This morning I was surprised and rather pleased to learn that the government didn’t hit the go button on its new nuclear power station at Hinkley Point last night. That had been the plan. The French nuclear energy company EDF had given the green light, and contracts were going to be signed today. Instead, the British government said it needed to review the deal. Great – the deal is terrible, and it should have reviewed it a long time ago. Cancelling the whole project now would be embarrassing and expensive, but entirely justifiable.
The idea was hatched in 2006. At the time, it looked like a good one – here was one big power station, capable of providing 7% of Britain’s electricity. It would provide it relatively cheaply, and it would be low carbon. Importantly, it would provide the base load stability that we would need as more renewable energy came online. At this point, Hinkley Point C was controversial by virtue of being nuclear, but wasn’t actually a bad idea.
It became a bad idea for a number of reasons. For a start, the wrong sort of reactor was chosen. The ill-fated EPR reactor hasn’t yet been successfully built. The first EPR power station to begin construction, Olkiluoto in Finland, is running an estimated 9 years behind schedule. Another in France has seen the budget balloon to four times the initial estimate, with critical flaws found in construction. Even China hasn’t been able to build an EPR on time.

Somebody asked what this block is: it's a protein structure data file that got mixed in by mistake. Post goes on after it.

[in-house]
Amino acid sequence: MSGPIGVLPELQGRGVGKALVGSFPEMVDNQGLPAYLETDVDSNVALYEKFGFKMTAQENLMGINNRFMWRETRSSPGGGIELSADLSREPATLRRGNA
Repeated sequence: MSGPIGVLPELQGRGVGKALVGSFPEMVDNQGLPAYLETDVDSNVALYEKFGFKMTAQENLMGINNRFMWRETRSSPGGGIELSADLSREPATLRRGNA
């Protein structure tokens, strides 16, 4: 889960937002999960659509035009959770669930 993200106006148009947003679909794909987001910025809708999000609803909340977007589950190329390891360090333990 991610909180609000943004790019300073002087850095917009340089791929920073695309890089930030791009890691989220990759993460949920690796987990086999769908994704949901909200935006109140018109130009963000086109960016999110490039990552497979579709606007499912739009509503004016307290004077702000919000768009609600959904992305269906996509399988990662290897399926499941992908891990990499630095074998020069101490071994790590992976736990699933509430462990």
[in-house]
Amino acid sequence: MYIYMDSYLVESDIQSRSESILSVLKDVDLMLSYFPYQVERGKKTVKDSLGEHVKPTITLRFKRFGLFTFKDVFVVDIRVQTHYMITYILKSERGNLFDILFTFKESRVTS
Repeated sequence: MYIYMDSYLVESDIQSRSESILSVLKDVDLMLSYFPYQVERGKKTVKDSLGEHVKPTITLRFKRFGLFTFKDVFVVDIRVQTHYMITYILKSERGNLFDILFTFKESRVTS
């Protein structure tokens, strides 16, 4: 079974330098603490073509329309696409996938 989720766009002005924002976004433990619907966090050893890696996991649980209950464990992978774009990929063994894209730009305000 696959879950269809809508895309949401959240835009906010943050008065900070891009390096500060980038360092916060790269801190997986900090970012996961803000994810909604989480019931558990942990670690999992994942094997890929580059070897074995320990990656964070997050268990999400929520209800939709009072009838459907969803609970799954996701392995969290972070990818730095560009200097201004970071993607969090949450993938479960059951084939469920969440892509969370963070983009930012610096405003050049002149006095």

Since the EPR looks like a bad bet, it’s been hard to finance. As the most expensive building in the world, it’s the kind of project that only a state-backed industry would take on, safe in the knowledge that taxpayers will bail it out if it goes wrong. Since we claim to disapprove of state run industries in Britain, we’ve called on others to do it for us: the French state-owned EDF and Areva NP, and the nationalised China General Nuclear. British taxpayers have to contribute too, mind you. We’re on the hook for decommissioning and clean up costs later, loan guarantees, and the massive subsidies for that long awaited power.